Another recommendation focuses on infrastructure. To achieve the national goal of attracting 100 million international visitors annually by 2021, there must be world-class infrastructure to attract tourism, serve current and future travelers, and remain a top destination. The Department of Commerce will provide input to the Department of Transportation as it develops its 30-year framework for Transportation needs to ensure that its equities are fully represented.

Secretary Pritzker also referenced the priorities for the President’s fiscal year 2016 budget, which will include $2 million to increase the sample size of the Survey of International Air Travelers. In addition, the Commerce Department is working with the State Department to develop tourism specific country plans for the top 10 overseas travel and tourism markets.

As a result of the meeting, the Board will be assessing its priority recommendations, for actions that will have the greatest impact during the next two years of the administration.

Secretary Pritzker Joins Bipartisan Roundtable on the Benefits of Trade During National Governors Association Winter Meeting

Secretary Pritzker Joins Bipartisan Roundtable on the Benefits of Trade During National Governors Association Winter Meeting

Yesterday, Commerce Secretary Penny Pritzker joined a bipartisan roundtable at the White House on the importance of trade and new trade agreements. The meeting was part of the National Governors Association (NGA) Winter Meeting in Washington. NGA is the bipartisan organization of the nation’s governors, and its members include the 55 states, territories and commonwealths of the United States. 

Governors John Hickenlooper of Colorado, Gary Herbert of Utah, and Terry McAuliffe of Virginia attended the roundtable, along with Secretary Pritzker, U.S. Trade Representative Michael Froman, Agriculture Secretary Tom Vilsack, and White House officials.
 
During the discussion, Secretary Pritzker highlighted how trade has helped drive the nation’s economic recovery and proven beneficial to state's economies. For example, more than 5,000 Colorado businesses, both large and small, are counted among the ranks of America’s exporters. Exports from Virginia to our free trade agreement partners have grown by 74 percent over the past 10 years, and in Ogden, Utah, exports drove more than 100 percent of growth out of the recession.
 
Overall, exports support 11.3 million American jobs – which pay up to 18 percent higher than jobs not related to exports. In addition, the Commerce Department announced earlier this month that American exports had hit an all-time high for the fifth year running – sending $2.35 trillion worth of goods and services overseas.
 
That is why the Obama Administration has set an ambitious trade agenda focused on building on this progress.  It will ensure U.S. businesses in every state can access more global markets with fewer barriers. 
 
This agenda includes the completion and implementation of new trade agreements including the Trans Pacific Partnership, which the U.S. is negotiating with 11 other nations. Once completed, TPP will give American businesses free trade arrangements with 40 percent of global GDP.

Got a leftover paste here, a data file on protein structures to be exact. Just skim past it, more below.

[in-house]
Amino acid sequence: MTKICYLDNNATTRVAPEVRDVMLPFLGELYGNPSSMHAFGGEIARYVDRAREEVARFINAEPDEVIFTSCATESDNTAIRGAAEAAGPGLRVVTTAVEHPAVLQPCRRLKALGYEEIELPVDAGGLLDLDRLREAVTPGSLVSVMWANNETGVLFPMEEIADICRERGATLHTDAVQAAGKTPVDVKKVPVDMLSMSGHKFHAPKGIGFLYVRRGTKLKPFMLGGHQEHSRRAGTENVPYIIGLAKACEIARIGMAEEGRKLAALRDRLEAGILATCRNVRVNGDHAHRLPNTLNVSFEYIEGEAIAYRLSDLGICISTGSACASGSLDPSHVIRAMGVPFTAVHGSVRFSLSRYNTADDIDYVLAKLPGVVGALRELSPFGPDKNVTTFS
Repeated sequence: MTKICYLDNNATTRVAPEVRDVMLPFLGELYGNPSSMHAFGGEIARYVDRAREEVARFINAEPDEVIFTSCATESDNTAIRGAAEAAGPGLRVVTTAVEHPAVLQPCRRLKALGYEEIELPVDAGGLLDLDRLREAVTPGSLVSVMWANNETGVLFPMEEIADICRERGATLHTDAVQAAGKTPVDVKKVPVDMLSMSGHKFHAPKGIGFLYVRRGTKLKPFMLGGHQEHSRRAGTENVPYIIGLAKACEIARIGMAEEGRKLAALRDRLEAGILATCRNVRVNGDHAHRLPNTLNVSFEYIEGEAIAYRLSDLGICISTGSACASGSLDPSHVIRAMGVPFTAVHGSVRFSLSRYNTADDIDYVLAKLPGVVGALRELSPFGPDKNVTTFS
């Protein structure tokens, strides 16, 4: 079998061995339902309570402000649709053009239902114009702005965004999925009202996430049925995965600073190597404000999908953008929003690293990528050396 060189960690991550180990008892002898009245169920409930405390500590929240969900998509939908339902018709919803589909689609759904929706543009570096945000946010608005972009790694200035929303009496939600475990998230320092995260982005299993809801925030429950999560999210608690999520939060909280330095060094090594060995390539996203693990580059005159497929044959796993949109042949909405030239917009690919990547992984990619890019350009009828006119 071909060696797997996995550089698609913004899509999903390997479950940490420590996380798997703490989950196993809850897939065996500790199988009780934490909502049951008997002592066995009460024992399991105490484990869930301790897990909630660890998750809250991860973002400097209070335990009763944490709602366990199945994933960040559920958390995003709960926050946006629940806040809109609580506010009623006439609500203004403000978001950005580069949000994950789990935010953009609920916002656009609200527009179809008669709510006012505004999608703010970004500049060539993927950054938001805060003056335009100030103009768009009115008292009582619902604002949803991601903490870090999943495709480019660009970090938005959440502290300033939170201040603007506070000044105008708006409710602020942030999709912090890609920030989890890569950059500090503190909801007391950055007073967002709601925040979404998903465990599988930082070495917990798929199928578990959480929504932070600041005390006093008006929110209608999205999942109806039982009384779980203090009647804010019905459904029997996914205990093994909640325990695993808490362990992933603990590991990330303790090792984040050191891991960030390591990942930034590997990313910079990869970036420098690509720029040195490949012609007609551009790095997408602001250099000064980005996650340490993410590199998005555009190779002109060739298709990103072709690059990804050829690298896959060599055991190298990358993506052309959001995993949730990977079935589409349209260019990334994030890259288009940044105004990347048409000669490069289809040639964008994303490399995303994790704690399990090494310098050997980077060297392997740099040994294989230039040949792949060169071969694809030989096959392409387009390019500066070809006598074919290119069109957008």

Secretary Pritzker stressed to the attending governors that in today’s global economy, American prosperity is directly tied to our ability to reach new markets and new customers beyond our borders. Today’s roundtable gave Secretary Pritzker an opportunity to  urge the nation’s governors to support trade policies like TPP, and explain why they are essential to the growth of the economy, to the creation of good jobs, to the economic security of American families, and to the competitiveness of our businesses.

Commerce's NIST Awards $26 Million to Support Manufacturing in 10 States

Commerce's NIST Awards $26 Million to Support Manufacturing in 10 States

The U.S. Commerce Department’s National Institute of Standards and Technology (NIST) today announced the award of new cooperative agreements to 10 nonprofit organizations and universities to manage Hollings Manufacturing Extension Partnership (MEP) centers. NIST’s MEP program helps small- and mid-size manufacturers create and retain jobs, increase profits and save time and money. In an open competition, the existing MEP centers in Colorado, Connecticut, Indiana, Michigan, New Hampshire, North Carolina, Oregon, Tennessee, Texas and Virginia, were selected to receive a total of $26 million in federal funding, an increase of about $10 million or nearly 60 percent. The funding will allow the centers to reach new customers and offer new services.

“We are excited to award new agreements that bring increased funding levels to better meet the needs of manufacturers in these 10 states,” said Acting Under Secretary of Commerce for Standards and Technology and Acting NIST Director Willie May. “These awards will allow the centers to help more manufacturers reach their goals in growth and innovation, which will have a positive impact on both their communities and the U.S. economy.”

In August 2014, NIST announced a competition for the centers in these 10 states as the first step in a multi-year effort to update MEP’s funding structure to better match resources with needs. In March 2014, the Government Accountability Office recommended that MEP update its distribution of funds, which were allocated according to the award each center received when it was first established. The original awards to these states were made more than 10 years ago, and the MEP investment in terms of dollars per manufacturing establishment was below its national average, making them the most underfunded of MEP’s 60 centers.